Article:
Unless you can get your hands on an alarm unit beforehand and have the skill to reverse engineer it, you won't be disabling it by bridging a bunch of wires. Most you can do with a screwdriver and wire cutters is disable a bunch of sensors, if you are lucky.

To sum it up, mid/high end alarms are bad news.

If the system is sending periodical pings to a monitoring company, LEAVE IT ALONE.
Bypassing / taking out a high end alarm system is ridiculously hard. If you haven't researched it thoroughly beforehand, you will trigger something and have to run away from angry people with guns.

If the system is capable of calling someone in case of an intrusion, killing it's connectivity/noise making capabilities is the safest choice.

If the system isn't cheapest crap from china (but can't call the cops), you can try your luck at bypassing it's sensors / disabling the siren.

If the system is the cheapest crap from china, breaking/unplugging it/taking out the battery should do the trick.

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Re: Bypassing Alarms---The Smart Way.

Postby Richard.Layne » Sun May 01, 2016 12:41 am

From what you've written, it appears you have exposure to residential alarm systems where as mine are used by banks, prisons, powerplants, etc. etc. Most of what you wrote at the end of your post is correct, but why are you wasting your time on small systems not guarding anything of value? Anyways, here's some more information you might find interesting since you haven't dealt with a high end alarm system before:

noone wrote:In short: it depends.

While this could work on PLC based systems that have a control unit that you can somehow access, most reasonably designed ones won't let you do that.
Unless someone was dumb enough to bolt the alarm system to the outside of a building it's supposed to monitor, it will be inside the protected area.


Let's start by establishing that access is pretty easy:

Code: Select all
https://www.odva.org/Technology-Standards/EtherNet-IP/Overview


Oh and since you're reading that, you can crash the PLC with the command, "CPU STOP" if you'd like, but that leaves evidence.

If you need it broken down further than that;

Code: Select all
https://www.shodan.io/search?query=S7-1200



Downloading code from one of those isn't instantaneous and requires that you carry a computer. Unless you somehow have access to the alarm system through legitimate means or people who installed it were ridiculously stupid, you will have to spend 5-30 minutes with siren going off and the police on their way.


Since it is easy to establish access (and remote access at that), Why are alarms going off and the police responding? Why are you wanting to download the program instead of view it online with the controller? Why are you lugging a computer around on the execution phase of whatever your doing instead of the recon?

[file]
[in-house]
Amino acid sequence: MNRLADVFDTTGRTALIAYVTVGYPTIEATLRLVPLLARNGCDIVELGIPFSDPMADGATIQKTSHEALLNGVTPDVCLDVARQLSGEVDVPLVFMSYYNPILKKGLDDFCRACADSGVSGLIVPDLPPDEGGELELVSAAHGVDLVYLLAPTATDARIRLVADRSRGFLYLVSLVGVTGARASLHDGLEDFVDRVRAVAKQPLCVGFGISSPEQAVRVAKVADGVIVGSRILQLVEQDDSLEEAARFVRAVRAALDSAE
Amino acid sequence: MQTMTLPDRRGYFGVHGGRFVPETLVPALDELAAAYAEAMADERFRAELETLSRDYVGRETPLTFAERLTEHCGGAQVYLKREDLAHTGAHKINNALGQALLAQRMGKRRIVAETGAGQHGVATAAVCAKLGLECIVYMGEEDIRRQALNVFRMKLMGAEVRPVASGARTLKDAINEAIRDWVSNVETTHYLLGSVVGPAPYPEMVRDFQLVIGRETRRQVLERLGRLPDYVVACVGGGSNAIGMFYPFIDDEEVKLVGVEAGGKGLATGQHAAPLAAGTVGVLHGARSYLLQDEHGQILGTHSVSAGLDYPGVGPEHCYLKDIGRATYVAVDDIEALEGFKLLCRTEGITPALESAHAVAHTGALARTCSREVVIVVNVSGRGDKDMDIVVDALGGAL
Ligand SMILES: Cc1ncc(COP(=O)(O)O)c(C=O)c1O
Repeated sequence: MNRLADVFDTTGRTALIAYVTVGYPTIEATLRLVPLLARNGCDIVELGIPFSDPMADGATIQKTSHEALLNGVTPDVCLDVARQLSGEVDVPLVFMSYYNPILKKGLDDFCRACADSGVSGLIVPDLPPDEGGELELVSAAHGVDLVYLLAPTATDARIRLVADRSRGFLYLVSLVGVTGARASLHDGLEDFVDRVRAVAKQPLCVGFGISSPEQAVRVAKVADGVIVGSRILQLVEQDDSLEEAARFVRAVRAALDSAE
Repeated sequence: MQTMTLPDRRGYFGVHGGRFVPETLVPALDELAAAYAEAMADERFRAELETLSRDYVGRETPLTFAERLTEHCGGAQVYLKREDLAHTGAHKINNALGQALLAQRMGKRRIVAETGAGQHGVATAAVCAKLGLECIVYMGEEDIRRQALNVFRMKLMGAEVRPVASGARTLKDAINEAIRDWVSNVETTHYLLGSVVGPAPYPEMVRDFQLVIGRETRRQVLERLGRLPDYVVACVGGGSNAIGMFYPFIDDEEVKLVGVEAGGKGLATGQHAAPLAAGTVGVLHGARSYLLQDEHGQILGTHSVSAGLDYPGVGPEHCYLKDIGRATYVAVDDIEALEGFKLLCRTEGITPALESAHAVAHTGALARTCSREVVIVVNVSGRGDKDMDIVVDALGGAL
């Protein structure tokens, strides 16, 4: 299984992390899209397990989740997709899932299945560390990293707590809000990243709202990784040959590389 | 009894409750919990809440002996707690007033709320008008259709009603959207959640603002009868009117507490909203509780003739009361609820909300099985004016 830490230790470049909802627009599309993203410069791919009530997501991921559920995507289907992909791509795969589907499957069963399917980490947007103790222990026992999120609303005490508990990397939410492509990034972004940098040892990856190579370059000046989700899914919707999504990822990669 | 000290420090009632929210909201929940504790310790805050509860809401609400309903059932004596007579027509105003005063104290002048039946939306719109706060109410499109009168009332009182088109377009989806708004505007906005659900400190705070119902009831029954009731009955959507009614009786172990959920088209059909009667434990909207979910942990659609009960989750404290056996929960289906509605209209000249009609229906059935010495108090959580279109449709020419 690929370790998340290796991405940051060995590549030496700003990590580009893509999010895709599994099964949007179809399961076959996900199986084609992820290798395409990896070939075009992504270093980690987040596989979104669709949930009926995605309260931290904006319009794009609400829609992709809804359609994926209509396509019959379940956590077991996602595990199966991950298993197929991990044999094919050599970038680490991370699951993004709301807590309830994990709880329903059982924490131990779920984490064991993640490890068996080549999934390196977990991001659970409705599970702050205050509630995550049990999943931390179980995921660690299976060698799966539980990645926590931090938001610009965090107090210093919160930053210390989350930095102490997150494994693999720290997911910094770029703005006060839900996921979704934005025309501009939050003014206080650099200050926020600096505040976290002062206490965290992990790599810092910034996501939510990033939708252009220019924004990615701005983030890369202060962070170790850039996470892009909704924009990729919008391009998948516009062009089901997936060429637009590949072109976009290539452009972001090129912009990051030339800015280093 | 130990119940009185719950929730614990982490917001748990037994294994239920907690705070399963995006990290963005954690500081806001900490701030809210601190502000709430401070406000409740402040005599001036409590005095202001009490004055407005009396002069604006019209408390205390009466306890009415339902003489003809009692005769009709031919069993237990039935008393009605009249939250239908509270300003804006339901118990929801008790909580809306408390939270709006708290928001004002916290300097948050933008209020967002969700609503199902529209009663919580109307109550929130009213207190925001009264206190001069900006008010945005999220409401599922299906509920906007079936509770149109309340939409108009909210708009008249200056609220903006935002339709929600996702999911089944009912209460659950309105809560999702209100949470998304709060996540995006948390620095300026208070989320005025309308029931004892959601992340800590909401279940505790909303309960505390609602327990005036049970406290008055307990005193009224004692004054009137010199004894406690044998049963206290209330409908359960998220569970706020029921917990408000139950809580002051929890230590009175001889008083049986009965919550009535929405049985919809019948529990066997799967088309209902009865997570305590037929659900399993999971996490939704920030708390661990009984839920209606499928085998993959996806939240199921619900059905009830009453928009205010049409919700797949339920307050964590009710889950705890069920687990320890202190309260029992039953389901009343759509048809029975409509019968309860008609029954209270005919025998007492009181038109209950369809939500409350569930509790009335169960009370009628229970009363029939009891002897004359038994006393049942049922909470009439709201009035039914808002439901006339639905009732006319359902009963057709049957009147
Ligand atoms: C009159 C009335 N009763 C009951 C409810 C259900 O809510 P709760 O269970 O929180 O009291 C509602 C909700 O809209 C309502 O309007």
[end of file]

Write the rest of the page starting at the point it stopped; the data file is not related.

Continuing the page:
]This has a chance to work on high/mid end large? legacy systems, assuming you can get access to the control unit, have the required software / hardware and time to download and understand the code/data. Most of the systems i know of don't use PLC's, so don't quote me on this (and no, micro controllers are not PLC's).


All of the high end systems use a PLC and distributed I/O. Here's a major example:

Code: Select all
https://www.coresecurity.com/files/attachments/PLC_White_Paper_Newman_Rad_Strauchs_July22_2011_Final.pdf



Regarding microcontroller based ones (normal electronics, not industrial control systems):


A circuit is a circuit man. Same applies to electronics.

Most mid/high end alarm systems have countermeasures to prevent this from happening
- Chassis countermeasures (switches, light sensors, even tilt sensors), (chassis can be glued, screwed with exotic screws or welded shut)
- Board countermeasures (the thing can be covered in epoxy, and you aren't getting that off without pouring nasty chemicals on it). Microcontroller can have the firmware read fuses blown (to bypass those you have to decap the chip in acid and try mucking around with laser probes or try glitching with power/clock/data - not something that is cheap, or fast), firmware can be encrypted (to get the encryption key you have to decap the chip, not fast, not cheap), jtag can be protected (again, decapping or glitching, unless you find an exploit that lets you do it faster - that requires A LOT of skill, and luck).


We've already established that the high end systems use a PLC (or twenty) with the previous points. The el cheapo systems use microcontrollers. Why you might ask? Because it is more efficient to use a microcontroller for a system that needs to be mass produced (think ADT/Brinks)

However, if you are feeling adventurous and don't mind hiding / running from a bunch of people with guns, you can try doing those things:
+ Bypassing the sensors (find a route that isn't protected, use a sensor specific bypass)
In case of low end systems with sensors that aren't authenticated, you could try bridging or cutting the wires that go to the sensor (you do need to know which condition triggers the alarm, though - otherwise it's a 50% chance of doing exactly that).
+ Sometimes, in case of lower end systems, smashing the shit out of the thing (or cutting power/removing battery) will do the trick.
This holds especially true in case of most of the units available on ebay as "alarm system" under 15$